DVDs in Review #86: Two Pints of Lager & A Packet of Crisps: Series 1 & 2

Category: , , , , By Rev/Views

Boasting to contain "The Beers and Tears of Twenty-Something Life" Two Pints of Lager & A Packet of Crisps has been running for so long that I can barely recall a time without it on the screen. In actual fact it's only been around since 2001, but this particular Brit-com can be considered to be an institution of the BBC - it's due two specials this year and a ninth series in 2010. (Wow, doesn't 2010 sound incredibly futuristic? Where's our flying cars?) But by reaching all the way back to 2001 we can find the first two series - which remain as entertaining and funny as when they were first released.

Two Pints is a fairly low brow comedy which derives a lot of it's humour from the low social state of it's characters, stereotypical reactions (especially the male ones) and their tendency to drink for recreation. It's part of the slight minority in British comedy due to it's working class feel, many other British sitcoms like , My Family, , and so forth tend to feel more middle class (even when they're actually about working class people - Only Fools and Horses is a great example of this). I don't know exactly what it is which causes this, perhaps in Britain the vast majority of writers have parents who are Teachers, Doctors or Bureaucrats.

Whatever it is which does cause this distinctive feel to the comedy it's something which makes Two Pints an endearing and exceptionally British show; it's as British as the pub, chip shops and headbutts. And exceptionally funny to boot.

The first two series hold together as one story set over twelve episodes; I always appreciate sitcoms which have a sense of on going events and the passage of time. It's one of the reasons I love so much, and it's something I do like about Two Pints. The following episode will normally build on or continue the storyline from the preceding one, which makes things feel more seamless and also causes 'just one more' syndrome when watching on DVD - it's an exceptionally hard show to put aside.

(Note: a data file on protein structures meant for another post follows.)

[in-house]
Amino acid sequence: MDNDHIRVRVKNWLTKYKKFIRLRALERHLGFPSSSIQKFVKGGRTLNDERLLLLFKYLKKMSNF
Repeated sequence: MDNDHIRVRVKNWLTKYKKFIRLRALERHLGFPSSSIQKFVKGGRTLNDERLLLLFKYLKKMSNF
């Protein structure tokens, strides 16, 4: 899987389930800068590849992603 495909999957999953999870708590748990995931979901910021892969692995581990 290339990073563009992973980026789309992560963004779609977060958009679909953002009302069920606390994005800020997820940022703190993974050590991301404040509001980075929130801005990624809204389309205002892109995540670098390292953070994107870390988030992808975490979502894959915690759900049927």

Over the twelve episodes which make up the first and second series we're introduced to Jonny (Ralf Little), his girlfriend Janet (Sheridan Smith), his best mate Gaz (Will Mellor), Janet's best mate Donna (Natalie Casey) and the resident oddball Louise (Kathryn Drysdale) who embodies all things detestable about students, especially middle class female ones. The episodes themselves deal with a wide range of subjects, from strained bollocks and pregnancy through dogs and marriage all the way to infidelity and S&M with plenty of references to farting and drink along the way. Sophisticated Frasier type humour this is not, but it's still dead funny.

Performances across the board are fantastic; Ralph Little is superb as Jonny effortlessly playing a slightly bewildered man-child who barely manages to handle life at times. Will's performance as Gaz is so good I've almost forgiven him for appearing in not just Casualty but also Hollyoaks, and I've completely forgiven Natalie Casey for her stint in Hollyoaks as she's so lovely in this. Kathryn is wonderfully annoying as Louise - but I still can't forget the fact that she appeared in Love & Monsters (the worst Doctor Who Episode of all time). Finally there's Sheridan Smith, who's just so amazingly fantastic as Janet - she clicks perfectly together with Ralph Little, but that's not surprising as they played boyfriend and girlfriend on The Royale Family as well (A comedy show I've never gotten along with).

If I had one criticism it would be that both Ralph and Gaz are a lot less rounded than Donna and Janet (Louise is essentially a walking single punch-line), they often react in very stereotypical ways, especially from the point of view of a woman. But this series is written by Susan Nickson, so the slightly shallower moments can be forgiven - the fact that they're often funny as well helps.

Still, Two Pints is a show which remains laugh out loud funny even though these two series airred at the start of the decade, perhaps things haven't changed enough in our society as the vast majority of the jokes remain relevant and fresh even to this day. I do know it's one of the few shows I can watch alone and still laugh at, which makes it unusual because I normally only laugh when watching something with company. And that's a ringing endorsment for a great show.


4 comments so far.

  1. Dan 31 August 2009 at 10:56
    *checks calendar* No, it's not April Fool's Day. I have just found the first positive review of Two Pints, ever. :) I find this show tragically bad, although I'm willing to assume the very early series were at least watchable. But these days it's one of the BBC's biggest embarassments, if you ask me.
  2. Aaron 31 August 2009 at 11:49
    The fact that this show is constantly renewed is proof that there is no God.
  3. Rev/Views 31 August 2009 at 13:02
    LOL. :)

    I think the fact that my father loves this show certainly influences my opinion of it as I watched a lot of it when younger,

    I don't know about the later series - but I certainly enjoyed the first two.
  4. Dan 31 August 2009 at 17:52
    Also one of the few shows where the bloopers are funnier than anything that happens in the script, and appear to last several hours.

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